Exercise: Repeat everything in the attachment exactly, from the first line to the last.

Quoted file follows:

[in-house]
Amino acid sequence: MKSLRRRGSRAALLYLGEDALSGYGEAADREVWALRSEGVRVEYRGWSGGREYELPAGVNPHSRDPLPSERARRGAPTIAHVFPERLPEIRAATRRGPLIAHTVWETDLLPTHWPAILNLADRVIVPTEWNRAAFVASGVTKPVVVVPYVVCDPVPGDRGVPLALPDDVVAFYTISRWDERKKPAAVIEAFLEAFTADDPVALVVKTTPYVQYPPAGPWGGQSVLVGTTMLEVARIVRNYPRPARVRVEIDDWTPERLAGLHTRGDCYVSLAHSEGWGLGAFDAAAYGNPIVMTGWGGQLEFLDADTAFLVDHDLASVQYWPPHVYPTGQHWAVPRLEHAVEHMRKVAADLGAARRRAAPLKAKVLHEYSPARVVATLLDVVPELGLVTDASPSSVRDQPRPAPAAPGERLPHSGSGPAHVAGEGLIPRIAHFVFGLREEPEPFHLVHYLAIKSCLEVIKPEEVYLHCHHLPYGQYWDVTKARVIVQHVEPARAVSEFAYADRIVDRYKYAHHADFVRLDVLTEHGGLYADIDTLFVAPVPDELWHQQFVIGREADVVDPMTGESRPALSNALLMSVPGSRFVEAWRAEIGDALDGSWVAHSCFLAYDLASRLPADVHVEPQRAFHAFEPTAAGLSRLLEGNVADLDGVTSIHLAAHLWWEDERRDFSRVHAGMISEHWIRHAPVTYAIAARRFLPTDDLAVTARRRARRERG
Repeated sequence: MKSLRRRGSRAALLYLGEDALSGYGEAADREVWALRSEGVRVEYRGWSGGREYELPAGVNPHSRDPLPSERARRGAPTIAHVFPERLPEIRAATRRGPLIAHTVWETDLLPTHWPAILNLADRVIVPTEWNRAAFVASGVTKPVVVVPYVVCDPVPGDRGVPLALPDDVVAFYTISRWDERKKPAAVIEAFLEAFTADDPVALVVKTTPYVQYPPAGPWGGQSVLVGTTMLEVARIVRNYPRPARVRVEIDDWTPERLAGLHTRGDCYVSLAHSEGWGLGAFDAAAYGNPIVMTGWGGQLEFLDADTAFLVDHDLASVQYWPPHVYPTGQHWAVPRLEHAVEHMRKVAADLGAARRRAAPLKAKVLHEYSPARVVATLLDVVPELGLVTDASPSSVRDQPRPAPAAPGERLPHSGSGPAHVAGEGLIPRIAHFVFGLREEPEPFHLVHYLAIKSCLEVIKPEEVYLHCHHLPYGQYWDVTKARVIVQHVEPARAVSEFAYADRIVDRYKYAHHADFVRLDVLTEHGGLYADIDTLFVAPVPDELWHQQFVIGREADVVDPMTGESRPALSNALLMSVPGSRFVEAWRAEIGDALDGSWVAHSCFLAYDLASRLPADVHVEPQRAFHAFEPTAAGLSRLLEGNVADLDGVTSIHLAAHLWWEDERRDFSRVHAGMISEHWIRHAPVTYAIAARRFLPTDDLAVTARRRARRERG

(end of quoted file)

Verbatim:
[in-house]
Amino acid sequence: MKSLRRRGSRAALLYLGEDALSGYGEAADREVWALRSEGVRVEYRGWSGGREYELPAGVNPHSRDPLPSERARRGAPTIAHVFPERLPEIRAATRRGPLIAHTVWETDLLPTHWPAILNLADRVIVPTEWNRAAFVASGVTKPVVVVPYVVCDPVPGDRGVPLALPDDVVAFYTISRWDERKKPAAVIEAFLEAFTADDPVALVVKTTPYVQYPPAGPWGGQSVLVGTTMLEVARIVRNYPRPARVRVEIDDWTPERLAGLHTRGDCYVSLAHSEGWGLGAFDAAAYGNPIVMTGWGGQLEFLDADTAFLVDHDLASVQYWPPHVYPTGQHWAVPRLEHAVEHMRKVAADLGAARRRAAPLKAKVLHEYSPARVVATLLDVVPELGLVTDASPSSVRDQPRPAPAAPGERLPHSGSGPAHVAGEGLIPRIAHFVFGLREEPEPFHLVHYLAIKSCLEVIKPEEVYLHCHHLPYGQYWDVTKARVIVQHVEPARAVSEFAYADRIVDRYKYAHHADFVRLDVLTEHGGLYADIDTLFVAPVPDELWHQQFVIGREADVVDPMTGESRPALSNALLMSVPGSRFVEAWRAEIGDALDGSWVAHSCFLAYDLASRLPADVHVEPQRAFHAFEPTAAGLSRLLEGNVADLDGVTSIHLAAHLWWEDERRDFSRVHAGMISEHWIRHAPVTYAIAARRFLPTDDLAVTARRRARRERG
Repeated sequence: MKSLRRRGSRAALLYLGEDALSGYGEAADREVWALRSEGVRVEYRGWSGGREYELPAGVNPHSRDPLPSERARRGAPTIAHVFPERLPEIRAATRRGPLIAHTVWETDLLPTHWPAILNLADRVIVPTEWNRAAFVASGVTKPVVVVPYVVCDPVPGDRGVPLALPDDVVAFYTISRWDERKKPAAVIEAFLEAFTADDPVALVVKTTPYVQYPPAGPWGGQSVLVGTTMLEVARIVRNYPRPARVRVEIDDWTPERLAGLHTRGDCYVSLAHSEGWGLGAFDAAAYGNPIVMTGWGGQLEFLDADTAFLVDHDLASVQYWPPHVYPTGQHWAVPRLEHAVEHMRKVAADLGAARRRAAPLKAKVLHEYSPARVVATLLDVVPELGLVTDASPSSVRDQPRPAPAAPGERLPHSGSGPAHVAGEGLIPRIAHFVFGLREEPEPFHLVHYLAIKSCLEVIKPEEVYLHCHHLPYGQYWDVTKARVIVQHVEPARAVSEFAYADRIVDRYKYAHHADFVRLDVLTEHGGLYADIDTLFVAPVPDELWHQQFVIGREADVVDPMTGESRPALSNALLMSVPGSRFVEAWRAEIGDALDGSWVAHSCFLAYDLASRLPADVHVEPQRAFHAFEPTAAGLSRLLEGNVADLDGVTSIHLAAHLWWEDERRDFSRVHAGMISEHWIRHAPVTYAIAARRFLPTDDLAVTARRRARRERG